Lectures & Fragments by Musonius Rufus
English | [email protected] kbps | 2h 10m | 179.8 MB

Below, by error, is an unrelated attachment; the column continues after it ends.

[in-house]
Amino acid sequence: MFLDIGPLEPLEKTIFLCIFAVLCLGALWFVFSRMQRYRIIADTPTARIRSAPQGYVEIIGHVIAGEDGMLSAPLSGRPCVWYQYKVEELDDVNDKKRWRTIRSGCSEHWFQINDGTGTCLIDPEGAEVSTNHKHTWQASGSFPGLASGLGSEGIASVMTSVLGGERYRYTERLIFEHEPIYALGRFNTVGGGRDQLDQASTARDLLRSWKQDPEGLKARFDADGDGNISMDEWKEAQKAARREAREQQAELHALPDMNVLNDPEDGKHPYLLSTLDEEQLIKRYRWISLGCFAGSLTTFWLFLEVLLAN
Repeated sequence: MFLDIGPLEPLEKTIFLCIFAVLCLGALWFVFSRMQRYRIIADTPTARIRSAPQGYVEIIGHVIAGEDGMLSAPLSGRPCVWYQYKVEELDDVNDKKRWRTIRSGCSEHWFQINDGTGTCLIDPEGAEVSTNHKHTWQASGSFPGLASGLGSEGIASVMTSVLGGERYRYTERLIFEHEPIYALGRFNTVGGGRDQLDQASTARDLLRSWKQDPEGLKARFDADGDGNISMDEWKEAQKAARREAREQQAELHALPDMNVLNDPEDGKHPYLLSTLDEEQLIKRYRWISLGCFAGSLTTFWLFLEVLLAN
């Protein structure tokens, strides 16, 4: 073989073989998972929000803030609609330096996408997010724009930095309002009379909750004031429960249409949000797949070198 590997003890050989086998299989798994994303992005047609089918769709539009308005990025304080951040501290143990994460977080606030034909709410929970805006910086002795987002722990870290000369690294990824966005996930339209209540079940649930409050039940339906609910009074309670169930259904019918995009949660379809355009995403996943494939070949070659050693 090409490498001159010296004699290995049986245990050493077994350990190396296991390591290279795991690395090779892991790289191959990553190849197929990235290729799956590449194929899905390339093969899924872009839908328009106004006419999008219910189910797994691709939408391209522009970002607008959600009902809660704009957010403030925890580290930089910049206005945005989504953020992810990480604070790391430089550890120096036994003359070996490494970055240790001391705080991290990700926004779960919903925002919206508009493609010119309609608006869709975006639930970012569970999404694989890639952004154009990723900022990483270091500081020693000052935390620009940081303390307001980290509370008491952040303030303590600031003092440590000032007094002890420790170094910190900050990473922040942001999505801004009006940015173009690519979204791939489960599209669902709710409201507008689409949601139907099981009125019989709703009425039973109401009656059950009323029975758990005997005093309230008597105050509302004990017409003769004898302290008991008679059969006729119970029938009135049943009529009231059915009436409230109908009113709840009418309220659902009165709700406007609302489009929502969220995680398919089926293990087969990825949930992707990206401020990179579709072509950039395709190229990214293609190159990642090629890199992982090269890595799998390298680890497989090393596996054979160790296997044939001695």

Gaius Musonius Rufus was a Roman Stoic philosopher of the 1st century AD. He has been referred to as the Roman Socrates and is also remembered for being the teacher of Epictetus. He taught philosophy in Rome during the reign of Nero and so was sent into exile in 65 AD, returning to Rome only under Galba. He was allowed to stay in Rome when Vespasian banished all other philosophers from the city in 71 AD although he was eventually banished anyway, returning only after Vespasian’s death. 21 of his lectures survive together with a few fragmentary notes from others, all which are contained in this narration:1. That There is No Need of Giving Many Proofs for One Problem2. That Man is Born with an Inclination Toward Virtue3. That Women Too Should Study Philosophy4. Should Daughters Receive the Same Education as Sons?5. Which is more Effective, Theory or Practice?6. On Training7. That One Should Disdain Hardships8. That Kings Also Should Study Philosophy9. That Exile is not an Evil10. Will the Philosopher Prosecute Anyone for Personal Injury?11. What means of Livelihood is Appropriate for a Philosopher?12. On Sexual Indulgence13. What is the Chief End of Marriage14. Is Marriage a Handicap for the Pursuit of Philosophy?15. Should Every Child that is Born be Raised?16. Must One Obey One’s Parents under all Circumstances?17. What is the Best Viaticum for Old Age?18. On Food19. On Clothing and Shelter20. On Furnishings21. On Cutting the Hair22-53. Fragments